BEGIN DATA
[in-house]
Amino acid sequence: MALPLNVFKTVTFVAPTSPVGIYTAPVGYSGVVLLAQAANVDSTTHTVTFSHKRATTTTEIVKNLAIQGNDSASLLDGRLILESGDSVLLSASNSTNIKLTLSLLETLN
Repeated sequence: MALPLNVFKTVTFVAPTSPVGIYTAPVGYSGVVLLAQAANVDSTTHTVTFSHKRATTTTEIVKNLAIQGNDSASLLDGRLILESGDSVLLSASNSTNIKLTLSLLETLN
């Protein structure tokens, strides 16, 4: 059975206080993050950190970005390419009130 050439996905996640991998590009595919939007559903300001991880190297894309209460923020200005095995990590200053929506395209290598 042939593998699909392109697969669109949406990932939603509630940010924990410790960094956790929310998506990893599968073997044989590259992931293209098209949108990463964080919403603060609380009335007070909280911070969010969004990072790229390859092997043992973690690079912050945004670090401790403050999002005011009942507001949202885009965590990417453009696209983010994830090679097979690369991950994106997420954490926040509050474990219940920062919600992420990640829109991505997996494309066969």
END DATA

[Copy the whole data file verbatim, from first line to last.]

[in-house]
Amino acid sequence: MALPLNVFKTVTFVAPTSPVGIYTAPVGYSGVVLLAQAANVDSTTHTVTFSHKRATTTTEIVKNLAIQGNDSASLLDGRLILESGDSVLLSASNSTNIKLTLSLLETLN
Repeated sequence: MALPLNVFKTVTFVAPTSPVGIYTAPVGYSGVVLLAQAANVDSTTHTVTFSHKRATTTTEIVKNLAIQGNDSASLLDGRLILESGDSVLLSASNSTNIKLTLSLLETLN
């Protein structure tokens, strides 16, 4: 059975206080993050950190970005390419009130 050439996905996640991998590009595919939007559903300001991880190297894309209460923020200005095995990590200053929506395209290598 042939593998699909392109697969669109949406990932939603509630940010924990410790960094956790929310998506990893599968073997044989590259992931293209098209949108990463964080919403603060609380009335007070909280911070969010969004990072790229390859092997043992973690690079912050945004670090401790403050999002005011009942507001949202885009965590990417453009696209983010994830090679097979690369991950994106997420954490926040509050474990219940920062919600992420990640829109991505997996494309066969």